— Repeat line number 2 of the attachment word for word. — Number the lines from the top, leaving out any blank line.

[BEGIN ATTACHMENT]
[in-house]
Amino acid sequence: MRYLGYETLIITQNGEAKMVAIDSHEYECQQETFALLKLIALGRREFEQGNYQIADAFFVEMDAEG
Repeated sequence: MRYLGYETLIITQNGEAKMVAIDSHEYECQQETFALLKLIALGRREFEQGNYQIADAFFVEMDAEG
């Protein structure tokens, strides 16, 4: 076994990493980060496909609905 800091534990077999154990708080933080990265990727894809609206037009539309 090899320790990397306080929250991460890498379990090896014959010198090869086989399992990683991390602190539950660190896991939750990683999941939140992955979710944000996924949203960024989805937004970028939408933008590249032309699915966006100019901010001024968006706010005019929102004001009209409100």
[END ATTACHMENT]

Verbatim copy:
Amino acid sequence: MRYLGYETLIITQNGEAKMVAIDSHEYECQQETFALLKLIALGRREFEQGNYQIADAFFVEMDAEG